I’ve Bonded Someone Out. Can I Revoke the Bond?

You bonded out a friend or family member but now you have serious doubts. Perhaps you have doubts that the defendant will show up for their appearances or you have even seen evidence that they are violating the terms of their bail or planning to flee. Bond revocation is possible, but only under specific circumstances.

Cosigner Responsibilities and Rights
As a co-signer on a bail bond, your cosigner responsibilities include financial responsibility for the bail amount if the defendant doesn’t make court appearances. You have both the authority and duty to ensure the defendant makes all appearances and fulfills other bond requirements. You also have the right to request stipulations to the contract before signing, such as requiring the defendant to attend counseling.

When Is Bond Revocation Possible?
As a co-signer, there are some cases in which you can revoke the bond. You can speak with the bail bondsman at any time and withdraw bail if you have reason to believe your bail is threatened due to the actions of the defendant through their illegal actions. You can also cancel the bond if the defendant refuses to go to a court appearance or flees.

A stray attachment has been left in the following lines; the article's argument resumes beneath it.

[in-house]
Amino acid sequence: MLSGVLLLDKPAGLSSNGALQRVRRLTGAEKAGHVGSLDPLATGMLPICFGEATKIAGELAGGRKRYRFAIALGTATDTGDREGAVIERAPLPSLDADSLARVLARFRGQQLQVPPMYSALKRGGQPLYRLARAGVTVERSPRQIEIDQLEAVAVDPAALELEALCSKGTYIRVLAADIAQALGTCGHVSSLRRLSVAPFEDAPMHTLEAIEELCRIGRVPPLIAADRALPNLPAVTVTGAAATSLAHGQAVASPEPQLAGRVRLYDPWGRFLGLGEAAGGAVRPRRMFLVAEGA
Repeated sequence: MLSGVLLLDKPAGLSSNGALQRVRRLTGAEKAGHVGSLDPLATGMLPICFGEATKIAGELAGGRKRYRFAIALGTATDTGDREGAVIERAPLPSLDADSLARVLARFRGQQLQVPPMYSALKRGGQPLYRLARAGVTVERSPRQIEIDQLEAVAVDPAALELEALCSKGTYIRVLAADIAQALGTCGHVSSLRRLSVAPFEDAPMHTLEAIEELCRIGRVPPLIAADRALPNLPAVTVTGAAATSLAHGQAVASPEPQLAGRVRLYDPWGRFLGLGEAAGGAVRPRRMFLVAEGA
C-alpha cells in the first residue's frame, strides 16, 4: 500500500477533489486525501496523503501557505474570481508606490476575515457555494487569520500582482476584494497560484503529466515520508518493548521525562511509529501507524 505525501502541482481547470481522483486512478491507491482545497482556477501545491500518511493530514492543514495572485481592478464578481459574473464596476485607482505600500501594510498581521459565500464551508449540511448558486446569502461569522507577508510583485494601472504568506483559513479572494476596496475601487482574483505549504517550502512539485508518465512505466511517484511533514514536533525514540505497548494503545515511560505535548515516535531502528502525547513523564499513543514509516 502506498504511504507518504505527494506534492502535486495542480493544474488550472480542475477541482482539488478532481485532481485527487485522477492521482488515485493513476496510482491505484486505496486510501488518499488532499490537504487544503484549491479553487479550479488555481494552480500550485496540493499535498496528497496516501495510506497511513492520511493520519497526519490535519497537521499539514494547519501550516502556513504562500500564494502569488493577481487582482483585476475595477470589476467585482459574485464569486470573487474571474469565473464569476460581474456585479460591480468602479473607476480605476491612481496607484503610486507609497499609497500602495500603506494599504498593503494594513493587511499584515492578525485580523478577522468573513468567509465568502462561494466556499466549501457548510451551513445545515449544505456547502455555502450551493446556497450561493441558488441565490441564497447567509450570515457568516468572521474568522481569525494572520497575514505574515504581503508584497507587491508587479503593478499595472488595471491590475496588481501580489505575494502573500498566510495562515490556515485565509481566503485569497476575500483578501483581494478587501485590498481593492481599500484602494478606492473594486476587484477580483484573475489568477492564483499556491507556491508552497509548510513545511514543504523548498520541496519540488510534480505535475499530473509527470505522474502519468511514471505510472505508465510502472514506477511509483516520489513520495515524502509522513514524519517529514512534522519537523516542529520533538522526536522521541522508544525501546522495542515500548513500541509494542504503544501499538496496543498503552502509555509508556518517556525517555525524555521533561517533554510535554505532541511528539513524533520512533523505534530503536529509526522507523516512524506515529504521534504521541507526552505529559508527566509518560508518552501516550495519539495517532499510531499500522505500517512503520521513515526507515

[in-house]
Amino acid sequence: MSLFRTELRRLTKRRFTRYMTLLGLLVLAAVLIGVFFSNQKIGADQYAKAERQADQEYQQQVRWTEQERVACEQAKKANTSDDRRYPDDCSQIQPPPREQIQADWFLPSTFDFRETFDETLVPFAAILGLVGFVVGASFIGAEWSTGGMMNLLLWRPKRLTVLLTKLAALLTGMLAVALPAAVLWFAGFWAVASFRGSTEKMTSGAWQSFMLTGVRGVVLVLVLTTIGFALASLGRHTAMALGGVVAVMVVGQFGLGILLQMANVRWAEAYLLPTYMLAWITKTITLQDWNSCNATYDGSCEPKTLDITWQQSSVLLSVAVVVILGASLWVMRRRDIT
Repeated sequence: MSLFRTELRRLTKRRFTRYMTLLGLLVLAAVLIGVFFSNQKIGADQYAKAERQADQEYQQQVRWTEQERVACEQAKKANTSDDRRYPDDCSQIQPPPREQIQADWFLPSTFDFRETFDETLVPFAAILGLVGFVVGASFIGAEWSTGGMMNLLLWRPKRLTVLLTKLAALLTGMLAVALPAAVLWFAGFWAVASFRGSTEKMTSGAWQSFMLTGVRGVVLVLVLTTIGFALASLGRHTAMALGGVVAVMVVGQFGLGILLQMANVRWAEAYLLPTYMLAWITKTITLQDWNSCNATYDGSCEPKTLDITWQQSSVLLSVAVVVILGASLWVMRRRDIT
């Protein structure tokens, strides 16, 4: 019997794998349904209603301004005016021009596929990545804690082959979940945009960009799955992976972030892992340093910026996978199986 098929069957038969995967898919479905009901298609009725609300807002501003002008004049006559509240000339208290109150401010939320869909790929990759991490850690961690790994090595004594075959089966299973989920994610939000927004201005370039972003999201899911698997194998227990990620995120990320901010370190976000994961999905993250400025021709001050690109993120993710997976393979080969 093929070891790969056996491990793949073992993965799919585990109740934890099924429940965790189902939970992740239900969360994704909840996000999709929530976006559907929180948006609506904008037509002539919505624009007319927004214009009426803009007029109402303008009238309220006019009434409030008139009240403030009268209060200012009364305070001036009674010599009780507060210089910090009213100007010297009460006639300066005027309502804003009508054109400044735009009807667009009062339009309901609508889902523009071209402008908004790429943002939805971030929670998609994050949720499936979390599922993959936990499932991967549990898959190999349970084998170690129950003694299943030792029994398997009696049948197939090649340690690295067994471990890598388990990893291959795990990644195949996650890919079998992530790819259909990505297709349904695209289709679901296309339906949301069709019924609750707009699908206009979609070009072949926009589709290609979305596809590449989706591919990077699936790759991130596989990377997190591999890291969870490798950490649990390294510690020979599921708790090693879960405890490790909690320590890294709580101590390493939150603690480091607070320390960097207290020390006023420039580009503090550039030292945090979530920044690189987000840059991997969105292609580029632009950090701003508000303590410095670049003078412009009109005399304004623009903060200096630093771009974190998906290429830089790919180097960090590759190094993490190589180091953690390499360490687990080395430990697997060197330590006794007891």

Here are some examples of times in which you may feel the defendant’s actions are threatening your bail:

  • You find out the defendant has plans to flee
  • The defendant tells you they won’t go to a hearing
  • You can’t find the defendant
  • You discover the dependent drinking or using drugs
  • You believe the defendant has committed a crime
  • You know the defendant left the court’s jurisdiction without permission

Remember that you are still responsible for the bond amount until the defendant is picked up and returned to jail.

Recommitment of Defendant
A bail bondsman can also cancel a bond if the defendant does not fulfill their end of the agreement. This is referred to as recommitment of defendant and it can happen before there is any breach. A bail bondsman has the right to surrender the defendant, or the defendant can surrender himself. A bail bond agency can surrender a defendant and not have to pay the bond amount if the defendant:

  • Changes their address without notifying the bondsman
  • Hiding
  • Leaves the court’s jurisdiction without permission
  • Does not pay the premium
  • Violates any terms of the contract that may impact the bondsman or surety
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